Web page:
In a few weeks, a special court designed to help veterans is set to launch in Hennepin County. The court will be the first of its kind in Minnesota, and aims to help troubled veterans stay out of jail.
Standing before a judge in a wood paneled courtroom near the state capitol, Army veteran Billy Barnes swears to tell the truth.
Two pairs of eyeglasses dangle from the neck of his dark blue t-shirt. The middle-aged former soldier is tall and solidly built like the boxer he used to be.
Judge Robert Rancourt opens Barnes' hearing by swearing him in.
"Will you raise your right hand and be sworn, sir?" the judge asks from the bench. "Do you swear to tell the truth?"
Barnes agrees he will and Judge Rancourt asks him to explain how he ended up in trouble.
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Barnes admits to the judge that he was loitering in the park with an open bottle when police approached, saying "and they confronted us with it and they gave us tickets for it."
That's just one of the half dozen misdemeanor charges against Barnes being heard in court on this day. Barnes pleads guilty to them all. The low level offenses are typical for people with a history of living on the streets like Barnes.
Judges from other parts of the state say they're seeing more and more veterans landing in trouble with the law and they'd like to start their own specialty courts.
Before sentencing, Barnes' public defender Erik Sandvick asks the judge to consider that today Barnes is a new man.
"Mr. Barnes would like to point out that he has changed his life around since these events happened last summer. He tells me that he is now living in the veterans home in Hastings, Minnesota. He has received work through the veterans home at the Minnesota VA hospital in Minneapolis," he says. "He works nearly 40 hours a week there and is hoping to transition this summer into housing outside the veterans home."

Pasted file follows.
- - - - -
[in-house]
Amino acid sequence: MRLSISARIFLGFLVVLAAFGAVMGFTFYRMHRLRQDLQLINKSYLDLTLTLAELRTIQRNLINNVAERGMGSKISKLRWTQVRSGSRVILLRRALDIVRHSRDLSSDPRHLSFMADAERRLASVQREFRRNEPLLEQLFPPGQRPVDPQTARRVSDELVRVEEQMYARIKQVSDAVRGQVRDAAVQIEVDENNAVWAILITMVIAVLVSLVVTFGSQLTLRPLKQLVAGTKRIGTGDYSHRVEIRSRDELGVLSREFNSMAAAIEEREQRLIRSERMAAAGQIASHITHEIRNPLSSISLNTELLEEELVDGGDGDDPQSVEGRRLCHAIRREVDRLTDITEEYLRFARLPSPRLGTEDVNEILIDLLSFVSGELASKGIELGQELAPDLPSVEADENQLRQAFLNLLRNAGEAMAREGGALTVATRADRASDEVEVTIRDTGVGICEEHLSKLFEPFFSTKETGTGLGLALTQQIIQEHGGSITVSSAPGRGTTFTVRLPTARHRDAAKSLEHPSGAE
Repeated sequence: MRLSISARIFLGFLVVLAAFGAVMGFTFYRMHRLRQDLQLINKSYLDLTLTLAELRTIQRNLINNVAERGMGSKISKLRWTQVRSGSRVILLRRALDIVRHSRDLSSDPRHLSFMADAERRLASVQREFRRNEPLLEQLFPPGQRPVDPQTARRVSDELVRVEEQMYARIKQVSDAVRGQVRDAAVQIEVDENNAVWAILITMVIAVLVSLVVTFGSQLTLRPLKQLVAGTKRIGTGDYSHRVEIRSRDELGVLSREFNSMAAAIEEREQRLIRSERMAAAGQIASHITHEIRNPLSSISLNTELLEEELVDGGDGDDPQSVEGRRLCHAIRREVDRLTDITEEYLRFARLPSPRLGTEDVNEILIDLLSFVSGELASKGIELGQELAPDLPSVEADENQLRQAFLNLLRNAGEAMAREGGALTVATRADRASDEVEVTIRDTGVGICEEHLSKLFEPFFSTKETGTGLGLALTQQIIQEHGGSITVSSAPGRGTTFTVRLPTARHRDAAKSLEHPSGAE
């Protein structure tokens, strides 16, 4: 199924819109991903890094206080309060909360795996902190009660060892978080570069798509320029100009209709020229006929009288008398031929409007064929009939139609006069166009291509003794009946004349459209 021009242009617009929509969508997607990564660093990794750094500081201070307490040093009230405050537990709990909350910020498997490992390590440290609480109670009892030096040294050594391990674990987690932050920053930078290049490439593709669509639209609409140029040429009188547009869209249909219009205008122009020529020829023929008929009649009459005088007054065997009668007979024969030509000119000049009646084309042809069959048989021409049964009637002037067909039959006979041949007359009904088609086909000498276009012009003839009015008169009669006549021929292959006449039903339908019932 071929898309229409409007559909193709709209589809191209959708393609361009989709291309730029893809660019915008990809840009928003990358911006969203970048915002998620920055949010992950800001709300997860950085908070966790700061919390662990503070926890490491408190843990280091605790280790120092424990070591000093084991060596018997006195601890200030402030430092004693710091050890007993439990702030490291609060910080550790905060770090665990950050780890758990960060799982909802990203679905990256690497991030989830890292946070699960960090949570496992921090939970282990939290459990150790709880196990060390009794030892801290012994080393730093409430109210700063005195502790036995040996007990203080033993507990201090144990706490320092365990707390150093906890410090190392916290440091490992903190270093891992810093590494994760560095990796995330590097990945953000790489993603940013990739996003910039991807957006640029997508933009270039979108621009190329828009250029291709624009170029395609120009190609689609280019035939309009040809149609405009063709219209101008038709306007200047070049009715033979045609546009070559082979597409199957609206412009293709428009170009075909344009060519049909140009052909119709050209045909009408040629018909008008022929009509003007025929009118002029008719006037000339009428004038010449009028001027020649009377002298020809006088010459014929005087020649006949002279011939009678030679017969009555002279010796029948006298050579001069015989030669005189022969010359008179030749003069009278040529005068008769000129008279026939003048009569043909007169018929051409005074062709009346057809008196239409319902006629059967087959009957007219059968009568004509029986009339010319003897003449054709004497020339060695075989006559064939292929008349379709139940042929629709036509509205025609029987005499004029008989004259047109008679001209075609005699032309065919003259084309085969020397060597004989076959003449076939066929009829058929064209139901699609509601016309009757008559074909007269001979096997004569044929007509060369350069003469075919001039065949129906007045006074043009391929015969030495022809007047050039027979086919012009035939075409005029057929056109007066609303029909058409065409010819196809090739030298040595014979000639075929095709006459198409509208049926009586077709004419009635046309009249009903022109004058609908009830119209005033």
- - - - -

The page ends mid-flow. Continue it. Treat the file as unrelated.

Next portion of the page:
Those sorts of life changes are what the new veterans court in Hennepin hopes to encourage.
For Barnes, the result is a much lighter sentence than he might have gotten otherwise -- no jail, no fines and no court costs -- as long as he stays out of trouble for the next year.
"Nothing further, thank you, Your Honor," Barnes' defender says. "Thank you for coming in today, Mr. Barnes," the judge says, "Good luck to you in the future, Sir."
What happened in this courtroom was part of an annual two-day event to support troubled veterans.
It's a scaled down version of the year-round Veterans Treatment Court launching next month in Hennepin County, which is similar to drug and other criminal courts designed to address problems, not simply determine guilt and mete out punishment.
The idea is to connect veterans who commit crimes with VA and other social services so they can avoid jail.
Even before the court has started, there are already calls for similar veterans courts in other parts of the state.
"We are getting more and more veterans back and of course many are multi-tour veterans so the people that are being traumatized are being traumatized over and over," Pope County Judge Jon Stafsholt says.
The judge says he's tired of seeing veterans of multiple combat tours with PTSD or traumatic brain injury cycle through his courtroom. So he is working on a plan to set up a veterans court in his 13-county, mostly rural district.
"If we had a veterans treatment court available," he says, "the treatment program people would be there in court or accessible so we wouldn't have to wonder about where somebody is going to go, we would have somebody right there."
Stafsholt is part of a growing chorus from the bench and elsewhere calling for more veterans courts around the nation. While the consensus is that they work, in Minnesota it falls to judges, who are already dealing with cutbacks, to pull together the resources and get the necessary approval from the Minnesota Supreme Court Judicial Council.
State Court of Appeals Judge Renee Worke is among a group of elected officials and people in the private sector leading the charge for more veterans courts in Minnesota. She says they are needed more than ever as veterans continue to return from the wars in Iraq and Afghanistan with serious issues.
"If we don't get involved and deal with that on the front end," she says, "we are going to have them in the system until they are in their 40s, their 50s or their 60s, much like the Vietnam veterans."
Worke says the courts are inexpensive because they rely on a team of existing criminal justice, social services and veterans advocates who work together on each defendant's case.
"The nice part of all of this, if you will, is that it's going to save us money in the long run," Judge Worke says.
Other veterans courts are in the works. In addition to the new court opening in Hennepin County in July, courts in Pope and Ramsey counties could open before year's end.